Clube da Esquina
The "Corner Club" That Could
Milton Nascimento probably has to make some conscious "effort" when he sings. Listening to this magical record from 1972, it's impossible to detect any at all. The Brazilian singer and songwriter glides above the streets, aware of (but never encumbered by) human problems. In an edge-free falsetto, he swoops down, drops a phrase, and then poof! He's gone. On to the next bit of loveliness.
Nascimento has had this aptitude, unique among humans, from the very start of his career. Clube da esquina, a double-album collaboration with songwriter and multi-instrumentalist Lô Borges (see p. 106), is a series of fragile melodies and cascading chorales that showcases the trembling beauty of Nascimento's voice. Its brief étude-like rock songs aligned Nascimento with the Musica Popular Brasileira (MPB) movement; like other recordings of the era, it was threatened with censorship by the military dictatorship. (The threat inspired the duo: A 1978 sequel is loaded with even more double entendres and political comment.)
Nascimento met Borges in Belo Horizonte, the mystical landlocked city that is the capital of Minas Gerais, a province north of Rio. The two, along with Borges's brother and several others, called themselves a "street-corner gang" (hence the album title, which means the "Club on the Corner"), and developed a collaborative working style that drew on their varied talents, à la the Beatles. These pop curios and heartbroken ballads have an introspective, almost spiritual character common to music from the heavily Catholic Minas Gerais region. Many were later covered with great success by other artists. But the versions here are undeniable: This is one of the most staggeringly beautiful collections of pop songs in any language, from any era.
Genre: World, Brazil
Released: 1972, EMI
Key Tracks: "O trem azul," "Caravo e canela," "San Vicente," "Nada sera como antes"
Catalog Choice: Milton Nascimento: Milton. Lô Borges: Lô Borges
Next Stop: Tribalistas: Tribalistas
After That: Chico Buarque: Construcão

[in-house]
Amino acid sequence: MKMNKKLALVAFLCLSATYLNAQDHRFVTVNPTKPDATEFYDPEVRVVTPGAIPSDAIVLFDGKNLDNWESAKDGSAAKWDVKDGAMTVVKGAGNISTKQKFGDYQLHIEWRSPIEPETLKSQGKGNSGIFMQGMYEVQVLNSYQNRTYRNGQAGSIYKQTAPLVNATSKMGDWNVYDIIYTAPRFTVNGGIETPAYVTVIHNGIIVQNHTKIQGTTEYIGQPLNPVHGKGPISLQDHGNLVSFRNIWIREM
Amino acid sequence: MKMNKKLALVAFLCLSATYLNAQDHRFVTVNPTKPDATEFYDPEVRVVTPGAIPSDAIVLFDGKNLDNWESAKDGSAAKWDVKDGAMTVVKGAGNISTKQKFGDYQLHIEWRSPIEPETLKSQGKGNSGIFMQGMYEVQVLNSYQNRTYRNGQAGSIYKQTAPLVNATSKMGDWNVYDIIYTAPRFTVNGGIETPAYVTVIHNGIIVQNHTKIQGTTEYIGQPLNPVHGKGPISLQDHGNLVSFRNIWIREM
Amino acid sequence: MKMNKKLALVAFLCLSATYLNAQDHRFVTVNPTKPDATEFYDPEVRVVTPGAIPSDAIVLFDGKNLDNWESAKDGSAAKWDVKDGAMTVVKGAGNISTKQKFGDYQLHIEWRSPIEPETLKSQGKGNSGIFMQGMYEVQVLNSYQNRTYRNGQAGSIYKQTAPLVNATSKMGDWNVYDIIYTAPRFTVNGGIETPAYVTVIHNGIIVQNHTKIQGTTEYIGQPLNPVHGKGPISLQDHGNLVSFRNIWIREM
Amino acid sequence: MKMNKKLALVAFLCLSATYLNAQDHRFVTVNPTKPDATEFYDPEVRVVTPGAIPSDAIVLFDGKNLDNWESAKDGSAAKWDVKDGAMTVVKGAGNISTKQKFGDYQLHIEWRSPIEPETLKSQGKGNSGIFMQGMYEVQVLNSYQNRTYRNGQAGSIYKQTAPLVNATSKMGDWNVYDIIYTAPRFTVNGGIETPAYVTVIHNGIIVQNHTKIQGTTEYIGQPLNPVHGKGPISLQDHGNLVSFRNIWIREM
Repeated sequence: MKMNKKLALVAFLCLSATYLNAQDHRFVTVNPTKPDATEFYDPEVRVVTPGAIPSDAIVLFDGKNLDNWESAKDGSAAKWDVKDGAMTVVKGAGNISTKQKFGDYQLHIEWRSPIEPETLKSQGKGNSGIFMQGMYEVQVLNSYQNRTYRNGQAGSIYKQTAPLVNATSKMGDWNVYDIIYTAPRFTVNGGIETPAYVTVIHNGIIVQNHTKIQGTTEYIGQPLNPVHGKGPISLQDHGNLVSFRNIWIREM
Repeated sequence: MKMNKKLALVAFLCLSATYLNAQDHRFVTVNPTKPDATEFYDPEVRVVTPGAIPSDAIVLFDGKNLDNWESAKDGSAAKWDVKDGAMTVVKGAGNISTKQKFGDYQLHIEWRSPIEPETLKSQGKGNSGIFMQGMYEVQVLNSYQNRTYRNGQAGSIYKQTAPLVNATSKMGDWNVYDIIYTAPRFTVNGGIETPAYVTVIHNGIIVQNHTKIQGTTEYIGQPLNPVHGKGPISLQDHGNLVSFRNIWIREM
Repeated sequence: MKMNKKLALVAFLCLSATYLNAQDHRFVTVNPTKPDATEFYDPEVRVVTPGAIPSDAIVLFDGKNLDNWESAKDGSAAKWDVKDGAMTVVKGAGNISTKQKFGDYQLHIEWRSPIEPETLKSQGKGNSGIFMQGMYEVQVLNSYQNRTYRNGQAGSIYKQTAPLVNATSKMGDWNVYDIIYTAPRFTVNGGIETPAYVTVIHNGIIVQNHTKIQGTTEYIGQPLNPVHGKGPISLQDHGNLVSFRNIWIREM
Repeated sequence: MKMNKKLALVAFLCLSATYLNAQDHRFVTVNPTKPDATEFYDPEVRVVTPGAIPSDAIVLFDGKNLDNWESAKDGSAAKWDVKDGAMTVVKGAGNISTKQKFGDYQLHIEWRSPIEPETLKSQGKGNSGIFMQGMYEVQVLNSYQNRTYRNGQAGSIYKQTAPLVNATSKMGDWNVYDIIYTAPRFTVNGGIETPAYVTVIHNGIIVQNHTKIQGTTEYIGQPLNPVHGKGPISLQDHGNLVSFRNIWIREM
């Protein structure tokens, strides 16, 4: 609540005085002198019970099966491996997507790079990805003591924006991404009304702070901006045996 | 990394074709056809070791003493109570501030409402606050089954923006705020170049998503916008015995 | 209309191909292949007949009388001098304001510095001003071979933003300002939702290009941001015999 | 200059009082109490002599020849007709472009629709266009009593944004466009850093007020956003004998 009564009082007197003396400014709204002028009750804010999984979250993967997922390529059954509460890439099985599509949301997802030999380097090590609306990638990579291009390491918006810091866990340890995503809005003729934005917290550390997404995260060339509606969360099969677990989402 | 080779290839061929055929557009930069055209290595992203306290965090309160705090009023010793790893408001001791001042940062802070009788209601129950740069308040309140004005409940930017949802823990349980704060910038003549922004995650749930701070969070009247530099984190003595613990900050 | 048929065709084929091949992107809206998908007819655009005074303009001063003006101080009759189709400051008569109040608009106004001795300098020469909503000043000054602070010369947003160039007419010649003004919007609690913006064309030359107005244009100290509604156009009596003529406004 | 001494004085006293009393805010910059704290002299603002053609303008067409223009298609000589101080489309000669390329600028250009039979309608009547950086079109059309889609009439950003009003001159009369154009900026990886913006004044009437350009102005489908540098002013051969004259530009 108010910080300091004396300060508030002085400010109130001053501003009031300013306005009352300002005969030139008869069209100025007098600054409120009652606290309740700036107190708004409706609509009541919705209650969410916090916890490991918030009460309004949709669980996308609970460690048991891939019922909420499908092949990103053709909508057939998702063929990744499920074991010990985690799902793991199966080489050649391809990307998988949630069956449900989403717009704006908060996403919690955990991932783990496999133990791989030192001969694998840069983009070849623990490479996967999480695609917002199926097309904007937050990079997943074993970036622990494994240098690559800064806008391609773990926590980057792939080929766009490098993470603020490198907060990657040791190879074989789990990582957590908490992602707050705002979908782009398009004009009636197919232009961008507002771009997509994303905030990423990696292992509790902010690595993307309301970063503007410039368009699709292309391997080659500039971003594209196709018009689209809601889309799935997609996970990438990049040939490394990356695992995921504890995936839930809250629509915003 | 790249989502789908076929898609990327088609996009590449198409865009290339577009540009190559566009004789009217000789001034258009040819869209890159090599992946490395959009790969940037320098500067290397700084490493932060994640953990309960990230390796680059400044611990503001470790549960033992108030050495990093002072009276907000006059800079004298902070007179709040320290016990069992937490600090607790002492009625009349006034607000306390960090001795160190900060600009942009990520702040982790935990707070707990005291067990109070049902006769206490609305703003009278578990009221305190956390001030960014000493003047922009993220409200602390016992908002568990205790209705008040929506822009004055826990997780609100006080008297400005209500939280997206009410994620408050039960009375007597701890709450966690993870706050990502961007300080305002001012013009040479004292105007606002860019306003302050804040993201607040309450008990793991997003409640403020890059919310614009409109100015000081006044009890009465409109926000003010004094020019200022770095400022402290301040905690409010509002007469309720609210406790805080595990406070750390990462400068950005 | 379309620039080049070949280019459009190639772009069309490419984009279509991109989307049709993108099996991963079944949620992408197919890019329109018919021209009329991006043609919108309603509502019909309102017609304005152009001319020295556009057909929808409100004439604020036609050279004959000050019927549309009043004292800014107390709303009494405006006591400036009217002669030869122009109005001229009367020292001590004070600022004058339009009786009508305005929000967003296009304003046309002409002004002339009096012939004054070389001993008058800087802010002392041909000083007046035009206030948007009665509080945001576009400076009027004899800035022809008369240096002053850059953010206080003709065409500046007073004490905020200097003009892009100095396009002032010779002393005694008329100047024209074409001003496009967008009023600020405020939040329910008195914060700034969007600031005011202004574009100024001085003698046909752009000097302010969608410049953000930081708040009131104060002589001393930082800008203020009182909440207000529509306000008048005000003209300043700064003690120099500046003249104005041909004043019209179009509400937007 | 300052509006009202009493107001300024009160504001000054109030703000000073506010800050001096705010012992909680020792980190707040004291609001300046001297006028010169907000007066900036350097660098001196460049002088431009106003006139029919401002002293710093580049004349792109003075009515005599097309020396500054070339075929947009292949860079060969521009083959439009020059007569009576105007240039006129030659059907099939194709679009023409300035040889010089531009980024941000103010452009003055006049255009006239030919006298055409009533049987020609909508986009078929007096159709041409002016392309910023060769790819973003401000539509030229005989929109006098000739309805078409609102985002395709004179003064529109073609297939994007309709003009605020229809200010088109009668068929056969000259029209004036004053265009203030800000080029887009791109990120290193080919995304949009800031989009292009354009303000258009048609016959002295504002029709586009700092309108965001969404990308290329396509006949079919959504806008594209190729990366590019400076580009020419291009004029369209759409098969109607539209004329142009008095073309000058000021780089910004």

Book Pages: 540–541
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Found on the Web - February 15, 2009 at 9:44 pm
#1 from Jake Kauffman, Beaver Falls, PA - 02/22/2009 4:42
I absolutely love this album. I’ve played it more than any other since around Christmas. “Um Girassol da Cor de Seu Cabelo” tears me up inside, and overall it’s a very consistent album.
#2 from Ed Bayliss, London, UK - 06/14/2009 11:05
This record is absolutely astounding! I love 60’s and 70’s Brazilian music in general and a large chunk of my ipod space is taken up with classics from Gal Costa, Elis Regina, Jorge Ben, Gilberto Gil, Os Mutantes and the like. All amazing stuff, but this record has something very special which sets it apart from anything else. I can’t believe Lo Borges isn’t hailed as a total genius all over the world! Milton Nascimento rightly gets high praise from most corners but Borges isn’t quite as recognised. I can’t believe he was only 19 when he wrote these songs! It just makes you sick! Every time I hear these songs I get shivers down my spine and my eyes well up a bit… Just beautiful music, and everyone who cares about music in any way should get a copy… Essential!
#3 from Raider One, Texas, USA - 05/06/2012 1:47
Absolutely great review of a major milestone recording by Milton, Lo Borges, Wagner Tiso, et al. Fantastic rhythms and beautiful singing and playing. Thanks for spreading the word about this essential record.